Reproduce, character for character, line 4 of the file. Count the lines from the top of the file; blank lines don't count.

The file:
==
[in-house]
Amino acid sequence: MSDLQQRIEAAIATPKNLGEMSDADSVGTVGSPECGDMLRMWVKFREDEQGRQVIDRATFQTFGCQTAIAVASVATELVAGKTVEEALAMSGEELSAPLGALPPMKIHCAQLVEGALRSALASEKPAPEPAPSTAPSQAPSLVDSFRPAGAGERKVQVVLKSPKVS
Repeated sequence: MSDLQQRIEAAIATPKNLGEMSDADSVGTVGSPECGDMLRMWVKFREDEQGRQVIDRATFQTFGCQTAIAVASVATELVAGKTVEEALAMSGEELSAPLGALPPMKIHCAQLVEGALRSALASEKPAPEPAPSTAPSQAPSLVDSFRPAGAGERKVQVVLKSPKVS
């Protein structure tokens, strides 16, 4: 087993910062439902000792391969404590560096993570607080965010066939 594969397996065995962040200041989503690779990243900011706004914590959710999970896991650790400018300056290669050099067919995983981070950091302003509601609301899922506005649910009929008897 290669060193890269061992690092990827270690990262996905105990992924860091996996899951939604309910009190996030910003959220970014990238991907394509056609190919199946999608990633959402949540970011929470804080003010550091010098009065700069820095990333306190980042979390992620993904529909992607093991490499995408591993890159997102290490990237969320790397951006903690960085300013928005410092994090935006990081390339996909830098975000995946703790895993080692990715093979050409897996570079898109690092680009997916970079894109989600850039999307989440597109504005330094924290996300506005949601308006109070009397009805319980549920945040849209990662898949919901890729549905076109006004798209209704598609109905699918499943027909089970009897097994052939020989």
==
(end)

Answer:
């Protein structure tokens, strides 16, 4: 087993910062439902000792391969404590560096993570607080965010066939 594969397996065995962040200041989503690779990243900011706004914590959710999970896991650790400018300056290669050099067919995983981070950091302003509601609301899922506005649910009929008897 290669060193890269061992690092990827270690990262996905105990992924860091996996899951939604309910009190996030910003959220970014990238991907394509056609190919199946999608990633959402949540970011929470804080003010550091010098009065700069820095990333306190980042979390992620993904529909992607093991490499995408591993890159997102290490990237969320790397951006903690960085300013928005410092994090935006990081390339996909830098975000995946703790895993080692990715093979050409897996570079898109690092680009997916970079894109989600850039999307989440597109504005330094924290996300506005949601308006109070009397009805319980549920945040849209990662898949919901890729549905076109006004798209209704598609109905699918499943027909089970009897097994052939020989």